12:33 GMT13 August 2020
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    Earlier this week, Russian Minister of Culture Vladimir Medinsky met with Polish counterpart Malgorzata Omilanowska in Moscow. Among other things, the ministers discussed how to end the so-called war of monuments the two countries have been embroiled in for over two years now.

    Five Years Since Tragic Smolensk Plane Crash
    © AP Photo / Sergey Ponomarev
    So far, the ministers have agreed to meet next month to discuss the construction of a monument outside Smolensk commemorating the 2010 air catastrophe which killed 96 people, including Polish President Lech Kaczynski, his wife, and several members of his staff, Polish Radio has explained.

    The conflict began in 2013, when the Russian Ministry of Culture told its Polish counterparts that the 2 meter tall, 115 meter-long monument proposal was too large, posing a danger to air traffic in the area of the Smolensk airport. The Polish side took this to be a non-reason, arguing that the monument would pose no danger to the surrounding area.

    Earlier this month, Russian Deputy Minister of Culture Alla Manilova told Russia's Lenta.ru that since 2013, the Russian size has "repeatedly informed our colleagues about the impossibility of installing a monument of this size, and the need to reduce it to 40 m in length." The deputy minister made clear that this request "was not just a whim of the ministry, but a necessary measure in order to account safety requirements and regulations…which impose certain restrictions on objects in the vicinity of aerodromes." Manilova noted that the rules governing the construction of objects in the area note that objects must not be larger than 40x10 meters.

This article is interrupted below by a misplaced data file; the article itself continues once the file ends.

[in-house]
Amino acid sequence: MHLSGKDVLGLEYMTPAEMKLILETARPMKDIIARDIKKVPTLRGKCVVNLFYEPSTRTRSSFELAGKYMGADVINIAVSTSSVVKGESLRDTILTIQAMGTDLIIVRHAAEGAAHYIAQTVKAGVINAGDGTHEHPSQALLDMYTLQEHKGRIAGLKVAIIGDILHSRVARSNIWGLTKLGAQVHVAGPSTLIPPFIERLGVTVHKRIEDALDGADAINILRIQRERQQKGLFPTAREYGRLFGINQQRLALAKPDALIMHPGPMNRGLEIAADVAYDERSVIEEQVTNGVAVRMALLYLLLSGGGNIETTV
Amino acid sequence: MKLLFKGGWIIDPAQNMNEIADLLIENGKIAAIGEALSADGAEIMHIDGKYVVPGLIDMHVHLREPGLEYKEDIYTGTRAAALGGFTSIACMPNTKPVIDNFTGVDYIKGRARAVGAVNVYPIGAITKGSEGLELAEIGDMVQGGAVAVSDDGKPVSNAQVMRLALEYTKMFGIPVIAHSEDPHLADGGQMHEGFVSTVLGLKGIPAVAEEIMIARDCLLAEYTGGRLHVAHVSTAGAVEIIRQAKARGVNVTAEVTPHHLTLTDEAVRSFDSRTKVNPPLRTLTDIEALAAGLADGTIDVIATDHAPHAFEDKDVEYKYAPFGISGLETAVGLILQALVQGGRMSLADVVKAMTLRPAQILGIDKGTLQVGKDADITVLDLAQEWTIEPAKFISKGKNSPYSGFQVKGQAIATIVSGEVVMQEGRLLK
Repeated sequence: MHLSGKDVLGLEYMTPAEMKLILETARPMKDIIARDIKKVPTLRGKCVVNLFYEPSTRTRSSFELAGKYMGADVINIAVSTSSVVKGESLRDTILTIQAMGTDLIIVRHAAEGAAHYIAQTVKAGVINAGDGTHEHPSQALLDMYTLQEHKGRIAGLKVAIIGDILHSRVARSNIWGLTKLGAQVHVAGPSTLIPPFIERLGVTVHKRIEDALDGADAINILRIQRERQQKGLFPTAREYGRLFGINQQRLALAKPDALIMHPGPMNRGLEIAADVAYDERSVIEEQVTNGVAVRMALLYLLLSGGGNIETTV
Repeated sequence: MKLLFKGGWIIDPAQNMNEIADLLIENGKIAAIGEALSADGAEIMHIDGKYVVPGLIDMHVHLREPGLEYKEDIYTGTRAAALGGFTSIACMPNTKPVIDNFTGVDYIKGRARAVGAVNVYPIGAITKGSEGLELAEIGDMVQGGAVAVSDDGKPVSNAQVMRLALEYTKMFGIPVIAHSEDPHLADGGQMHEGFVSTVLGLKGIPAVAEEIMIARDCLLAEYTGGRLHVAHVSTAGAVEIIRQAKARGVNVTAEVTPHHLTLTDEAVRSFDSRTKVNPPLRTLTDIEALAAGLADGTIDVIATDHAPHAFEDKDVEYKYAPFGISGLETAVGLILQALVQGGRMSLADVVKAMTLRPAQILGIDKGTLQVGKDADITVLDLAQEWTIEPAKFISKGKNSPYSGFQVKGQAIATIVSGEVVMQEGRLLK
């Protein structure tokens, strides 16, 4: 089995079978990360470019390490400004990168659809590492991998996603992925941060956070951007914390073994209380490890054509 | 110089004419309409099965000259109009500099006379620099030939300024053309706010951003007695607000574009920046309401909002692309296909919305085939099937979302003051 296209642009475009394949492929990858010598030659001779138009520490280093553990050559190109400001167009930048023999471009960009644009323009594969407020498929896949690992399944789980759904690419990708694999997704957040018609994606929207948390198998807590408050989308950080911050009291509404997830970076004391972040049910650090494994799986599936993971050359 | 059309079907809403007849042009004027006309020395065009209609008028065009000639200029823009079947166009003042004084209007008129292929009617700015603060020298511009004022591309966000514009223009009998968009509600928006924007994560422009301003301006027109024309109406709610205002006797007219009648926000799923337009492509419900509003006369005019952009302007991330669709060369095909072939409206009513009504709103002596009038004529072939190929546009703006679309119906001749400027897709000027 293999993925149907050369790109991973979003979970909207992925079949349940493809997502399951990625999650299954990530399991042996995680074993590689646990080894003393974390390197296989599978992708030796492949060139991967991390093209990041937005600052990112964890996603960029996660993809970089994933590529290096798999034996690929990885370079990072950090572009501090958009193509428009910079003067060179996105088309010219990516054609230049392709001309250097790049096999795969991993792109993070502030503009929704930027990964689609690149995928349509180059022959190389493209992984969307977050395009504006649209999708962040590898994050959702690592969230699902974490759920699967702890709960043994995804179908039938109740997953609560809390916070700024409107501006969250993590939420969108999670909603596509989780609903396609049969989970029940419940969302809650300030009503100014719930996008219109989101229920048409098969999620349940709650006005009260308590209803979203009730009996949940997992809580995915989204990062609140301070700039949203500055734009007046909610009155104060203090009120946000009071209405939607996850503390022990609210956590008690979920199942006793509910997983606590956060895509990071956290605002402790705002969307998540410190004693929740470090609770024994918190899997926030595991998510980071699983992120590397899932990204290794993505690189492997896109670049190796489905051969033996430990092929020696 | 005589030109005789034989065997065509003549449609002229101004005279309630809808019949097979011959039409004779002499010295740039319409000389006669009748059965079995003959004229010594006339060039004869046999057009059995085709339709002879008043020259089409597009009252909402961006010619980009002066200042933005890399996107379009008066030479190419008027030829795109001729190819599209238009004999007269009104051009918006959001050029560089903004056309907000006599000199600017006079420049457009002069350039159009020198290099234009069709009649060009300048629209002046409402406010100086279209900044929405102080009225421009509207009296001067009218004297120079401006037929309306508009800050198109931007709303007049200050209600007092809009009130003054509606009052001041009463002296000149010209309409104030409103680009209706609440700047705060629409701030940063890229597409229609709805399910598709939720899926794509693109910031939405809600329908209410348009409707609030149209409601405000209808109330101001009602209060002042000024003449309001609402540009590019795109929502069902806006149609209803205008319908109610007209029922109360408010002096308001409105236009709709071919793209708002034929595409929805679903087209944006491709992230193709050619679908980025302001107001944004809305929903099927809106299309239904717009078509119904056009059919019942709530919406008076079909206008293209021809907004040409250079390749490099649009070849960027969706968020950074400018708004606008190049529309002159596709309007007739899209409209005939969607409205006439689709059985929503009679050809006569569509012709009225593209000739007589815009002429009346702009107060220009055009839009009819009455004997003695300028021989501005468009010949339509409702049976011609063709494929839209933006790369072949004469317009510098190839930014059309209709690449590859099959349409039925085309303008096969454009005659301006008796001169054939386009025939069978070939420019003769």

Exchange of Monuments?

    Earlier this month, Minister of Culture Medinsky caused a wave of indignation among Poland's political elite after proposing an exchange of monuments, with the Russians saying they would work to find a way to accommodate the Polish monument in exchange for a monument in a cemetery in Krakow, Poland commemorating the 16,000-20,000 Red Army POWs who died in Polish concentration camps between 1919 and 1924 during the Polish-Soviet War.

    The Polish Ministry of Culture instantly responded that Medinsky's proposal was "unfounded," adding that the two tragedies were "completely separate in character" and should "not be conflated." Krakow Mayor Jacek Mayhrovsky noted that his city's residents would not accept the idea of a monument in their city to the Red Army, with Soviet soldiers seen as invaders and conquerors. President Bronislaw Komorowski also rejected the idea, noting that "Poland would not trade in symbols" and adding that the "Bolsheviks in Polish concentration camps" were not murdered, but "died from sickness, wounds, etc."

    Jaroslaw Kaczynski, the twin brother of the late President Lech Kaczynski, attends a ceremony outside the Presidential Palace in Warsaw April 10, 2015
    © REUTERS / Agata Grzybowska/Agencja Gazeta
    Poland has long rejected the Russian proposal to install a monument to the Red Army soldiers in the Rakowicki Cemetary in Krakow, where over 1,200 of the Red Army soldiers who died between 1919 and 1921 lay buried. Only time will tell whether future meetings between Polish and Russian officials will result in an agreement on the size of the Smolensk monument, and whether the Russian side can successfully link agreement on a monument to the tragedy in Smolensk with the tragedy involving the Red Army in Poland.


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    Plane crash, catastrophe, monument, memory, crash, Red Army, Jacek Mayhrovsky, Malgorzata Omilanowska, Alla Manilova, Vladimir Medinsky, Lech Kaczynski, Bronislaw Komorowski, Krakow, Poland, Russia, Smolensk
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